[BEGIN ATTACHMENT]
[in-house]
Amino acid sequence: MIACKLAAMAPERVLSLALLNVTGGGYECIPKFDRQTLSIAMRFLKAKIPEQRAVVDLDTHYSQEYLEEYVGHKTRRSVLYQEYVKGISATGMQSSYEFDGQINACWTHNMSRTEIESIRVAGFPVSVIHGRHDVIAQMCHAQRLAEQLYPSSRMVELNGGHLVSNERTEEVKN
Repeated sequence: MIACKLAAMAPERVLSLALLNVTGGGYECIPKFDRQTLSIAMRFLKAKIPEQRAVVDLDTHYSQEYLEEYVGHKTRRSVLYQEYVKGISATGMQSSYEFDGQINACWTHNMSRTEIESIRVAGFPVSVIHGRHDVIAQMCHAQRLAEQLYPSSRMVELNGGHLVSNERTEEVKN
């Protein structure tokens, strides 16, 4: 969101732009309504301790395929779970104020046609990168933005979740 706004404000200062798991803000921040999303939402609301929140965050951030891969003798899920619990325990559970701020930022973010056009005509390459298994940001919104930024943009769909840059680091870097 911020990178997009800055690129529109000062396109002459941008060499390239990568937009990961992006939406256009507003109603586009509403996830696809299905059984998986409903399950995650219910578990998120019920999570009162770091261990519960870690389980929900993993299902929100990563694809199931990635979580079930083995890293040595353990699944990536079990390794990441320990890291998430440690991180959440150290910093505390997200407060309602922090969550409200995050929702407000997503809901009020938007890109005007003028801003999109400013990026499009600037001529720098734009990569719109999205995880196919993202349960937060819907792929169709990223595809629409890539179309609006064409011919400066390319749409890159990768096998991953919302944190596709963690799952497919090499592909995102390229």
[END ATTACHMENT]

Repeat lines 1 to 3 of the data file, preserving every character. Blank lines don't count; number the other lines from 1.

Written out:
[in-house]
Amino acid sequence: MIACKLAAMAPERVLSLALLNVTGGGYECIPKFDRQTLSIAMRFLKAKIPEQRAVVDLDTHYSQEYLEEYVGHKTRRSVLYQEYVKGISATGMQSSYEFDGQINACWTHNMSRTEIESIRVAGFPVSVIHGRHDVIAQMCHAQRLAEQLYPSSRMVELNGGHLVSNERTEEVKN
Repeated sequence: MIACKLAAMAPERVLSLALLNVTGGGYECIPKFDRQTLSIAMRFLKAKIPEQRAVVDLDTHYSQEYLEEYVGHKTRRSVLYQEYVKGISATGMQSSYEFDGQINACWTHNMSRTEIESIRVAGFPVSVIHGRHDVIAQMCHAQRLAEQLYPSSRMVELNGGHLVSNERTEEVKN